He could not tell me about numbers of missiles, Nasser said, because UAR has no plan yet. He is not thinking now in terms [Page 56] of numbers. His first job is to increase quality of their performance. So far they have not been very accurate, and inaccurate missiles aimed at Israel might hit Jerusalem or Amman.

I observed that Israelis are disturbed because they seem to think UAR preparing to produce missiles in the hundreds. I said if it were matter of only small number, just possible Israelis also might limit themselves to small number. Could Nasser give me idea of range of UAR planning? He regretted that he could not, for reason just stated.

He observed I had said missiles might have psychological impact but not much military effect in small numbers. As military man he agreed with this. With conventional warheads missiles could deliver only a ton or so of explosives. Aircraft might be more effective. But now of course Israel getting Hawks from US, so aircraft alone no longer much deterrent. I pointed out Hawk purely defensive and would not protect Israeli forces should they attack outside Israeli borders. He turned that aside by commenting that UAR has not also obtained SAM’s, from Soviets. These are extremely expensive, and UAR could not hope to cover whole country or even all important spots, as could Israel with US-purchased SAM’s. Indeed, UAR vulnerable because unlike US it does not have full radar coverage of frontiers. These deficiencies increase UAR need for deterrent. I argued SSM’s of type he described not really deterrent especially as their development would almost certainly cause Israelis to develop or acquire their own SSM’s, which could be quite sophisticated. Returning to question of numbers of SSM’s contemplated by UAR, I again got no answer.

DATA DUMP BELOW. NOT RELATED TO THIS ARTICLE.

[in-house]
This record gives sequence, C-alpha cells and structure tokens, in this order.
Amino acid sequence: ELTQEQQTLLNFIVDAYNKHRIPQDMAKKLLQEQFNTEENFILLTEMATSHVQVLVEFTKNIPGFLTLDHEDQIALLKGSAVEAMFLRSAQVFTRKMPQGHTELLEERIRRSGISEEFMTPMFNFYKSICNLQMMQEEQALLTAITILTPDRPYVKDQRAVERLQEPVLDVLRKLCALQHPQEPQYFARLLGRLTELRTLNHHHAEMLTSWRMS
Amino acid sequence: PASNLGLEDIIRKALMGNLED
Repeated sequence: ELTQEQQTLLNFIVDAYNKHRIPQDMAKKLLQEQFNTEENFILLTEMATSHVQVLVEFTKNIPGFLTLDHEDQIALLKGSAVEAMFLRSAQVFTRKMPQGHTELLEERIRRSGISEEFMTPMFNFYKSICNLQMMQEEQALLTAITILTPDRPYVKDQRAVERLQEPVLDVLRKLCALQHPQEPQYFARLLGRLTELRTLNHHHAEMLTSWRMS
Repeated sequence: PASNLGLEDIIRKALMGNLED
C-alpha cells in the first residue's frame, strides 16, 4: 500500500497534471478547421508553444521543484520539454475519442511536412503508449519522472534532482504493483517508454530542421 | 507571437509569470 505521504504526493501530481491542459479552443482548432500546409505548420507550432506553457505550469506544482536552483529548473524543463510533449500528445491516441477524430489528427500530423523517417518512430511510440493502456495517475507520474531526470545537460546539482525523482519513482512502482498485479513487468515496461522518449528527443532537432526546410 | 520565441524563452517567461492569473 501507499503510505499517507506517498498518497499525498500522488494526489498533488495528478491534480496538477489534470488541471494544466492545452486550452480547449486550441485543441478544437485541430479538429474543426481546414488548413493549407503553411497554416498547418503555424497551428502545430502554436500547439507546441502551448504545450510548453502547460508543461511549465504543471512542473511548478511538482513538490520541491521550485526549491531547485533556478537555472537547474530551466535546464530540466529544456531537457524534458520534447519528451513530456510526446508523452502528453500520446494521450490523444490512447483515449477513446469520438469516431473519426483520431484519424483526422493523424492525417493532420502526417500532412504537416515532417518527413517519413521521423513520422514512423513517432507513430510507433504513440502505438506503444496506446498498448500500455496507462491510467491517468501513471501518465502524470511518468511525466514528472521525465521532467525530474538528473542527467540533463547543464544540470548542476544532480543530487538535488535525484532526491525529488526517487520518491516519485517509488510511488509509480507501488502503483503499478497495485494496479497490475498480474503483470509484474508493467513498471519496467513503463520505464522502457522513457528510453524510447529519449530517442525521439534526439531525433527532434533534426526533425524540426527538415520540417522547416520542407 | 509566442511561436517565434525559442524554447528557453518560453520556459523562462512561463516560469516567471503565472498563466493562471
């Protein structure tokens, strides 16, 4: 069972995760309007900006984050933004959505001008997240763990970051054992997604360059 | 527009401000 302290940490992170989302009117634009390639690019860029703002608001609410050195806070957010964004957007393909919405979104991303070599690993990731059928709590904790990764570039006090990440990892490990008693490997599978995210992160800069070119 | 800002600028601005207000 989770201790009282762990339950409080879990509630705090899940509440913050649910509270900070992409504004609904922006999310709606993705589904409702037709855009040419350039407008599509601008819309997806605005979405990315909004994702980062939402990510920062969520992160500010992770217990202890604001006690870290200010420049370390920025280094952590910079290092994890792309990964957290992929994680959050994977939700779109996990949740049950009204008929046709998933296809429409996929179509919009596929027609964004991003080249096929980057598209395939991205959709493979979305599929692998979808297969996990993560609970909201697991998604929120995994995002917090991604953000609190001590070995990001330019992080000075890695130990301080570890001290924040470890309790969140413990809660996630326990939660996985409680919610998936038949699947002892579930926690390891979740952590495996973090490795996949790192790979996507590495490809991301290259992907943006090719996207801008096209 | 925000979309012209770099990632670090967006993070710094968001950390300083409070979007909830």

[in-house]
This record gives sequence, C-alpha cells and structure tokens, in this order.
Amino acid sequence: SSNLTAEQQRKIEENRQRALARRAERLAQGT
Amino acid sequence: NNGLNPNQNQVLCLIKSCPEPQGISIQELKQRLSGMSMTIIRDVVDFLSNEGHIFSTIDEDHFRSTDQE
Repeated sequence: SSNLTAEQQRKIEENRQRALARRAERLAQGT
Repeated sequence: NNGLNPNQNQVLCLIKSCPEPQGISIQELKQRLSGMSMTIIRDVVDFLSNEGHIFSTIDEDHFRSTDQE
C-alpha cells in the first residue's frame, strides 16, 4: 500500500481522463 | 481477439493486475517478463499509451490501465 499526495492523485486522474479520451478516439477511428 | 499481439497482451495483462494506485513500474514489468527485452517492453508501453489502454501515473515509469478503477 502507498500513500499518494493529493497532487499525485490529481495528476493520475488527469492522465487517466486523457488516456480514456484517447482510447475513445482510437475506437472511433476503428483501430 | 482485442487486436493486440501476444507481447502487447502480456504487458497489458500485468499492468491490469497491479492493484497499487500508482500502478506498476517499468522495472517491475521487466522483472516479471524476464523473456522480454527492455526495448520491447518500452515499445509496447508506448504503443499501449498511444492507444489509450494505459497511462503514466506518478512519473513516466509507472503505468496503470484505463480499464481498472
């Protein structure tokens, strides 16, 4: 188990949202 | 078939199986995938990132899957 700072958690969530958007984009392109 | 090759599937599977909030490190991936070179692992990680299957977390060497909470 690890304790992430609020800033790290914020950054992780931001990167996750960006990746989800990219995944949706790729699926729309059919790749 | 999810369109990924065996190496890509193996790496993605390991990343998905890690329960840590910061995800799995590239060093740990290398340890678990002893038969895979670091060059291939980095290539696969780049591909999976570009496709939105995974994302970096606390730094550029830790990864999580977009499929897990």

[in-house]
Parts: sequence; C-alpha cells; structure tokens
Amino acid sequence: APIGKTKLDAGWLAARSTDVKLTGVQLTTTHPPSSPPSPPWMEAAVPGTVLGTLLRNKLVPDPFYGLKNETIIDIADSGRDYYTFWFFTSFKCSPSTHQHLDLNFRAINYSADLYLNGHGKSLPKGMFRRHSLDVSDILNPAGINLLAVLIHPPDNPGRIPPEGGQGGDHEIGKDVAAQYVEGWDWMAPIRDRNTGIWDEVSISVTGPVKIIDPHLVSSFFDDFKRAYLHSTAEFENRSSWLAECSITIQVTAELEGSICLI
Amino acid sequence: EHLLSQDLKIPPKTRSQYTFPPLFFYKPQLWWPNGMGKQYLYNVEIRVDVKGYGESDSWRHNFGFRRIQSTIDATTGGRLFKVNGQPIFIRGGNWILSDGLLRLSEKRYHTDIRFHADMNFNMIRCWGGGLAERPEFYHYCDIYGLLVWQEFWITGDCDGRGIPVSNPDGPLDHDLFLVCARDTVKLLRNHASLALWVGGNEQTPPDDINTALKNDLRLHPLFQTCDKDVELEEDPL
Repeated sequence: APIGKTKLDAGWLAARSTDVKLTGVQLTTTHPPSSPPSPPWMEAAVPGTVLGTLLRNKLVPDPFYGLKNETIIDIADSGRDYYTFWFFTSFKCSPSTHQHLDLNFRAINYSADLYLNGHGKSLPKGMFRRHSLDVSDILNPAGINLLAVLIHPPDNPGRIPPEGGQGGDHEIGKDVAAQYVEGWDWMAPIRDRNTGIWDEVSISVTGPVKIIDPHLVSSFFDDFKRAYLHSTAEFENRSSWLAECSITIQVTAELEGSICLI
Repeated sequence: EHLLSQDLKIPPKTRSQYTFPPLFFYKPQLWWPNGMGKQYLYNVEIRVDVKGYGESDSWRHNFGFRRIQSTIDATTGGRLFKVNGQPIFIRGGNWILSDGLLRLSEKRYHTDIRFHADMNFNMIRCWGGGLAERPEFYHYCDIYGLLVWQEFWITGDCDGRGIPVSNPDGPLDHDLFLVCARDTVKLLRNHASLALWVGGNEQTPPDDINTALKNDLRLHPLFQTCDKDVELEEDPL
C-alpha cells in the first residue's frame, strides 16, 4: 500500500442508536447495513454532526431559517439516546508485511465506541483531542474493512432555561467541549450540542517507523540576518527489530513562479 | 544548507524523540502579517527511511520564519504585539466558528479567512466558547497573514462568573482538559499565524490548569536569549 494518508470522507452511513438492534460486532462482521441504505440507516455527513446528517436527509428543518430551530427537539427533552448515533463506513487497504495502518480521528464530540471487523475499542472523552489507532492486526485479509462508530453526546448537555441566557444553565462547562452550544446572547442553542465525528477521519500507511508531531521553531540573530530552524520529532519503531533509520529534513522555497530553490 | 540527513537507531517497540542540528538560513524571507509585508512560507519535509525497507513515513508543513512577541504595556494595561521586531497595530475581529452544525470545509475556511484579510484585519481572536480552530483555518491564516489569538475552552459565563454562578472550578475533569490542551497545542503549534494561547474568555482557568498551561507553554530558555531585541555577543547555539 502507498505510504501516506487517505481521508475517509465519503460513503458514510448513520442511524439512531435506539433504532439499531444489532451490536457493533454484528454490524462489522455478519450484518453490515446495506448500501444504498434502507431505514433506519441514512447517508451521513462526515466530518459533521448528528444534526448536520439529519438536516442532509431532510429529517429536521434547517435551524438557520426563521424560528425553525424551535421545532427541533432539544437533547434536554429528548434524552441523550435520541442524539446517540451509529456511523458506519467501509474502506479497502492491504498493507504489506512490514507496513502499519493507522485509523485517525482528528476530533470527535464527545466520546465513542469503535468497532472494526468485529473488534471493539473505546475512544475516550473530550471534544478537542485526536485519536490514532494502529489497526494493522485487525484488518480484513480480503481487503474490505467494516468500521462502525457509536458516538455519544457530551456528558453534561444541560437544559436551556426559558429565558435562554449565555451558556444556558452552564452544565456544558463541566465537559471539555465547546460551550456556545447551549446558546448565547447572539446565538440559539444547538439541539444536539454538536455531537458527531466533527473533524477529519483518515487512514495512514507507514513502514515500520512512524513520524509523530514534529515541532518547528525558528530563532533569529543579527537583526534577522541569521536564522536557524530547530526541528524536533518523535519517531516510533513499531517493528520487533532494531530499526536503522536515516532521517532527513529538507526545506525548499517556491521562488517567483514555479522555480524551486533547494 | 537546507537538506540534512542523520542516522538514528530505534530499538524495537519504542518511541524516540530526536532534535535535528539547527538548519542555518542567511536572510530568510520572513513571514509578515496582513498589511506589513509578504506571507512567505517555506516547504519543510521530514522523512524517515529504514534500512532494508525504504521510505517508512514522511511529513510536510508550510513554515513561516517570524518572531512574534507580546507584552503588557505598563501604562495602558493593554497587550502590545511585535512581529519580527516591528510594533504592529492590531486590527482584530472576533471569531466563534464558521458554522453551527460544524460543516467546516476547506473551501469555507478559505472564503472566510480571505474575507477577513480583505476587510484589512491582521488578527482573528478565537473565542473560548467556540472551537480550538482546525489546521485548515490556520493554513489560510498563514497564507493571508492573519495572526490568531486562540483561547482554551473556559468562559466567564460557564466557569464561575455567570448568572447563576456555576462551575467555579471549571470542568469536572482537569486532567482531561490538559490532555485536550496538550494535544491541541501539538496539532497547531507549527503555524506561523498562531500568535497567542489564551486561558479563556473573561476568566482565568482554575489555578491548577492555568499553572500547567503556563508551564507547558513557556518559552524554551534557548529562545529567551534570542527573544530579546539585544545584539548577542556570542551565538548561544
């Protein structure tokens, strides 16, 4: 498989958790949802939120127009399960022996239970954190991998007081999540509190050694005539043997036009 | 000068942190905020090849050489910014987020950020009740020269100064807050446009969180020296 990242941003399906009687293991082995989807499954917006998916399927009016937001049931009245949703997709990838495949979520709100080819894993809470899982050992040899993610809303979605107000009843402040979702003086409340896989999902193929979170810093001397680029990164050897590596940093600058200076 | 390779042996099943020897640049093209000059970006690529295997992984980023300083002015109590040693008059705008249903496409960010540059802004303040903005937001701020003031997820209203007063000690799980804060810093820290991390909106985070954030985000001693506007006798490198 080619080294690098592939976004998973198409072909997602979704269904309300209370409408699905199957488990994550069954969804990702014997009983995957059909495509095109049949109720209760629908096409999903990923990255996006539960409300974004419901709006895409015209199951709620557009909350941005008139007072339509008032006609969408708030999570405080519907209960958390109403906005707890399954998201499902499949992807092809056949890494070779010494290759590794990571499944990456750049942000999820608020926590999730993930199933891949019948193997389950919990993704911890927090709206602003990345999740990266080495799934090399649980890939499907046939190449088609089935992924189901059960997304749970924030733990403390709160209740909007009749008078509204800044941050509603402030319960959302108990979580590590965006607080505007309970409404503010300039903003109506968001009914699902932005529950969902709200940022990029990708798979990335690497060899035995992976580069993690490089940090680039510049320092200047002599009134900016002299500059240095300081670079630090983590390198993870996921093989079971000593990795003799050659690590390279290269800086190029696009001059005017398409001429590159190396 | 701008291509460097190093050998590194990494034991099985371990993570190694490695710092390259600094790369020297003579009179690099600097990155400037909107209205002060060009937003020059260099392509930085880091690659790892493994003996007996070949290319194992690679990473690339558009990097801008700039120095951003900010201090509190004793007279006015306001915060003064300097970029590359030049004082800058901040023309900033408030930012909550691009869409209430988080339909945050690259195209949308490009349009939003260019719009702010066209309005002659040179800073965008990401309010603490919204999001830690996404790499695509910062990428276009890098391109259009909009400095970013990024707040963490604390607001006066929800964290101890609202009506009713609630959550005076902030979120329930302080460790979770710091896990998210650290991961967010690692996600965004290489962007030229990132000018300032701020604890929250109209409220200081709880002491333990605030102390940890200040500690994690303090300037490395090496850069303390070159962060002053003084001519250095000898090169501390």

Nuclear weapons are another matter, Nasser said, as he had told McCloy and Ambassador Badeau. UAR has no intention of developing nuclear weapons. In any case UAR lacks necessary resources; for example, it has no source of plutonium, as does Israel.

Nasser also observed that strategic nuclear weapons—“I know only of them, I don’t know about tactical nuclear weapons”—could probably not be used against Israel anyway because it is such small country. As it only 1520 kilometers wide at some points, strategic nuclear bomb might easily spread destruction partly in Arab lands outside Israel. He would consider what to say about not intending to develop or secure nuclear weapons. Perhaps he could state this in a letter to President Johnson, as we had suggested. They had looked at Kennedy draft letter and had found some difficulties in it, but they could consider matter again and see if such a letter could be sent.